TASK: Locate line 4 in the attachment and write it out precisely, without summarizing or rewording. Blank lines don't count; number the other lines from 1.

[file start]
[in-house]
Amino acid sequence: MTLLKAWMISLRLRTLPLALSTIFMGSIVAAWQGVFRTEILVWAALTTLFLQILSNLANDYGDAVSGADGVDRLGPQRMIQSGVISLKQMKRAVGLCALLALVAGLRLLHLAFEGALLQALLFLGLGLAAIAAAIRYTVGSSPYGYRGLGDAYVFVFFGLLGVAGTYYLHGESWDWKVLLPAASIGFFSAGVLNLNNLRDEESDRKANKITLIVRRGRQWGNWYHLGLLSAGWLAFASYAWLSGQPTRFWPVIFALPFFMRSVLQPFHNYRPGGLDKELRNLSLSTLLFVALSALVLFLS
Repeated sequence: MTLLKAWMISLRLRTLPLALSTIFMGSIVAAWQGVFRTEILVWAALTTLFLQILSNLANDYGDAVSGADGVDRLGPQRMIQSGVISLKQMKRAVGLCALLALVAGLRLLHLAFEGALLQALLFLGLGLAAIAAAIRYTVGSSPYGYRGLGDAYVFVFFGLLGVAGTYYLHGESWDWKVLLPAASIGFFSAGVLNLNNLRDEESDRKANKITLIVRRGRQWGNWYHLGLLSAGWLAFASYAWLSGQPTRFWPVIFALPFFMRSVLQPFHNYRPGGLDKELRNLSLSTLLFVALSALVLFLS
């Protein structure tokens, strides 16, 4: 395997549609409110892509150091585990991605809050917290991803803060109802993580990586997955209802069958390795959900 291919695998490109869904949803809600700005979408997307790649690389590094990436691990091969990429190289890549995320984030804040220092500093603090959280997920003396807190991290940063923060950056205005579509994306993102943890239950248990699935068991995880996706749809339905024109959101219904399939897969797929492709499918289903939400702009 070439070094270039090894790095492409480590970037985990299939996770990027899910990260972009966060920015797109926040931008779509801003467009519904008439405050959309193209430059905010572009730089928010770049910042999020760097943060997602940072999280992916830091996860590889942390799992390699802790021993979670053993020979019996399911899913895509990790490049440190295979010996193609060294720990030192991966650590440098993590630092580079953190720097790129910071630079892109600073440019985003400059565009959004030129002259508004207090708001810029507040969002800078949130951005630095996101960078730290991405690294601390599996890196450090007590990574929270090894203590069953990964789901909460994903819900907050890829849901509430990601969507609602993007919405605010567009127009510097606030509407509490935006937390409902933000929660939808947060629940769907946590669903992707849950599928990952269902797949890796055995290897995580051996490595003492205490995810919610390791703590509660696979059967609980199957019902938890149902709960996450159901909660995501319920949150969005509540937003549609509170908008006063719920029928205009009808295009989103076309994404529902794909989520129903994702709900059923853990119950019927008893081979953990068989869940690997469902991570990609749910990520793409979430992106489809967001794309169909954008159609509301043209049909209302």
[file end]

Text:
């Protein structure tokens, strides 16, 4: 395997549609409110892509150091585990991605809050917290991803803060109802993580990586997955209802069958390795959900 291919695998490109869904949803809600700005979408997307790649690389590094990436691990091969990429190289890549995320984030804040220092500093603090959280997920003396807190991290940063923060950056205005579509994306993102943890239950248990699935068991995880996706749809339905024109959101219904399939897969797929492709499918289903939400702009 070439070094270039090894790095492409480590970037985990299939996770990027899910990260972009966060920015797109926040931008779509801003467009519904008439405050959309193209430059905010572009730089928010770049910042999020760097943060997602940072999280992916830091996860590889942390799992390699802790021993979670053993020979019996399911899913895509990790490049440190295979010996193609060294720990030192991966650590440098993590630092580079953190720097790129910071630079892109600073440019985003400059565009959004030129002259508004207090708001810029507040969002800078949130951005630095996101960078730290991405690294601390599996890196450090007590990574929270090894203590069953990964789901909460994903819900907050890829849901509430990601969507609602993007919405605010567009127009510097606030509407509490935006937390409902933000929660939808947060629940769907946590669903992707849950599928990952269902797949890796055995290897995580051996490595003492205490995810919610390791703590509660696979059967609980199957019902938890149902709960996450159901909660995501319920949150969005509540937003549609509170908008006063719920029928205009009808295009989103076309994404529902794909989520129903994702709900059923853990119950019927008893081979953990068989869940690997469902991570990609749910990520793409979430992106489809967001794309169909954008159609509301043209049909209302």